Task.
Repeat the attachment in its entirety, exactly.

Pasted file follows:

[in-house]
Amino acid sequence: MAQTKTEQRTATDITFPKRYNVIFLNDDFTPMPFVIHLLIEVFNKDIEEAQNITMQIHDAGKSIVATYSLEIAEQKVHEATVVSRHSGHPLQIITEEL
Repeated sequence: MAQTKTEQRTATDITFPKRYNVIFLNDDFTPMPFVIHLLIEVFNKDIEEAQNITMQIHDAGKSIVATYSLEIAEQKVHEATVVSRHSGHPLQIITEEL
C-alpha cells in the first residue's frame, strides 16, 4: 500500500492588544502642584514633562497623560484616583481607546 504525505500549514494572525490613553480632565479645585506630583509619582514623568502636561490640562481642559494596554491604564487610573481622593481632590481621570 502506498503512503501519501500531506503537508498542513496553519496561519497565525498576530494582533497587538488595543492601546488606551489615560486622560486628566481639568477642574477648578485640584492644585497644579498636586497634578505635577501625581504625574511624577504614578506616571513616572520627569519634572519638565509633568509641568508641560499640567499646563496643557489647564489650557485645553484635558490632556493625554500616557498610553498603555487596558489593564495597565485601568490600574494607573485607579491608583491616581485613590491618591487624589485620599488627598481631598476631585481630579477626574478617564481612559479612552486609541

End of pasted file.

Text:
[in-house]
Amino acid sequence: MAQTKTEQRTATDITFPKRYNVIFLNDDFTPMPFVIHLLIEVFNKDIEEAQNITMQIHDAGKSIVATYSLEIAEQKVHEATVVSRHSGHPLQIITEEL
Repeated sequence: MAQTKTEQRTATDITFPKRYNVIFLNDDFTPMPFVIHLLIEVFNKDIEEAQNITMQIHDAGKSIVATYSLEIAEQKVHEATVVSRHSGHPLQIITEEL
C-alpha cells in the first residue's frame, strides 16, 4: 500500500492588544502642584514633562497623560484616583481607546 504525505500549514494572525490613553480632565479645585506630583509619582514623568502636561490640562481642559494596554491604564487610573481622593481632590481621570 502506498503512503501519501500531506503537508498542513496553519496561519497565525498576530494582533497587538488595543492601546488606551489615560486622560486628566481639568477642574477648578485640584492644585497644579498636586497634578505635577501625581504625574511624577504614578506616571513616572520627569519634572519638565509633568509641568508641560499640567499646563496643557489647564489650557485645553484635558490632556493625554500616557498610553498603555487596558489593564495597565485601568490600574494607573485607579491608583491616581485613590491618591487624589485620599488627598481631598476631585481630579477626574478617564481612559479612552486609541